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Tuesday, March 24, 2009

Evolution and the Moral Sense

CS Lewis describes a *Natural Law* of an intrinsic sense of right and wrong that penetrates all people, all cultures, in all times. Another name for this is *Conscience.* I wanted to quote a little from Lewis' book, Mere Christianity:

I know that some people say the idea of a Law of Nature or decent behavior known to all men is unsound, because different civilisations and different ages have had quite different moralities.

But this is not true. There have been differences between their moralities, but these have never amounted to anything like a total difference. If anyone will take the trouble to compare the moral teaching of, say, the ancient Egyptians, Babylonians, Hindus, Chinese, Greeks and Romans, what will really strike him will be how very like they are to each other and to our own...for our present purpose I need only ask the reader to think what a totally different morality would mean. Think of a country where people were admired for running away in battle, or where a man felt proud of double-crossing all the people who had been kindest to him. You might just as well try to imagine a country where two and two made five. Men have differed as regards what people you ought to be unselfish to -- whether it was only your own family, or your fellow countrymen, or every one. But they have always agreed that you ought not to put yourself first. Selfishness has never been admired...

I go on to my next point...None of us are really keeping the Law of Nature...this year, or this month, or, more likely, this very day, we have failed to practise ourselves the kind of behaviour we expect from other people. There may be all sorts of excuses for us. That time you were so unfair to the children was when you were very tired. That slightly shady business about the money -- the one you have almost forgotten -- came when you were very hard-up. And what you promised to do for old So-and-so and have never done -- well, you never would have promised if you had known how frightfully busy you were going to be... I am just the same. That is to say, I do not succeed in keeping the Law of Nature very well, and the moment anyone tells me I am not keeping it , there starts up in my mind a string of excuses as long as your arm... The point is that they are one more proof of how deeply, whether we like it or not, we believe in the Law of Nature. If we do not believe in decent behaviour, why should we be so anxious to make excuses for not having behaved decently?...

These, then, are the two points I wanted to make. First, that human beings, all over the earth, have this curious idea that they ought to behave in a certain way, and cannot really get rid of it. Secondly, that they do not in fact behave in that way. They know the Law of Nature; they break it. These two facts are the foundation of all clear thinking about ourselves and the universe we live in.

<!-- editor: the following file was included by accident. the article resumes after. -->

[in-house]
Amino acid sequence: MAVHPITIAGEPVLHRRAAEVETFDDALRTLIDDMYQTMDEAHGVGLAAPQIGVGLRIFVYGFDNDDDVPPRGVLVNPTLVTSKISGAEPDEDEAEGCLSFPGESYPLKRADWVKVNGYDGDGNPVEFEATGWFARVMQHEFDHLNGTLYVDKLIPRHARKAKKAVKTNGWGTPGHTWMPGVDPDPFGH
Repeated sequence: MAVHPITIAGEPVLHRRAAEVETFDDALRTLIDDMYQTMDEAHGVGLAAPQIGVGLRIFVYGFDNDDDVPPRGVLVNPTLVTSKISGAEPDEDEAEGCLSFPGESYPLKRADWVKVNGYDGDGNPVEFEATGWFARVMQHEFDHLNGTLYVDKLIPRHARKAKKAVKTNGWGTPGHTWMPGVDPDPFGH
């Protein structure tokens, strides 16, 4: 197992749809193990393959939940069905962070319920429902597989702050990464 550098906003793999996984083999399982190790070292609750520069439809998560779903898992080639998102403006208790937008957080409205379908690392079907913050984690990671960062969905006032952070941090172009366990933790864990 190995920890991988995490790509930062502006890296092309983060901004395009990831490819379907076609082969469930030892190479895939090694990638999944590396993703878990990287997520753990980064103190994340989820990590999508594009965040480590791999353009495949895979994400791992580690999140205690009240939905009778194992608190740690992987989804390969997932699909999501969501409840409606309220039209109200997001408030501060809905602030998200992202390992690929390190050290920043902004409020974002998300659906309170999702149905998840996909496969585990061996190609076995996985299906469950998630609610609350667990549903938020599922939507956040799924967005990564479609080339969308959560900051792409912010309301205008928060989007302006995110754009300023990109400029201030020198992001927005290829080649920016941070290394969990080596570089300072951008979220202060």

I remember discussing Richard Dawkins' The Selfish Gene in tenth grade. Dawkins' thesis stated that altruistic behavior wasn't really altruistic: it allowed for the survival of the individual's genes even if not the individual himself. For example, a bird raising an alarm for a predator might result in his being eaten, but if nine cousins escaped (each containing 1/8th of the bird's genes), then it was a bargain because 9/8 of the warning individual's genes were preserved: the Gene was seen as the ruling principle.

This makes a certain kind of sense, but I can't help feeling that it falls a little short. For example, imagine I'm conversing with someone who tells me she believes that everyone should be free to decide his own standard of right and wrong -- situational ethics is another name for this. OK, thinks I, and then I grab her purse and start emptying it on the couch.

*What are you doing?" she asks in horror.

*Oh, I've just decided that it's all right for me to search through your things. I'd like a mint or stick of gum."

I think CS Lewis has hit on something true with his description of *Natural Law*. He goes on to suggest that this moral sense comes from a transcendent God who has placed this sense of right and wrong within each person. Well, whether God exists must be decided by each person, but it's certainly an intriguing argument. I believe a prayer that is always answered, if asked sincerely, is to ask God to reveal Himself to you.


Travis said...

Amy, thanks for taking time to discuss this issue. We are in the process of moral decay in our culture, and it's important that we take time to examine our motives and our actions.

Well done.

Anonymous said...

I really need to read Mere Christianity. It's on my list of must-reads, but it's time to move it to the top.

I believe a prayer that is always answered, if asked sincerely, is to ask God to reveal Himself to you.

Very true! I've seen it happen, and not only in my own life.

I love your example with the purse. I'll have to remember that.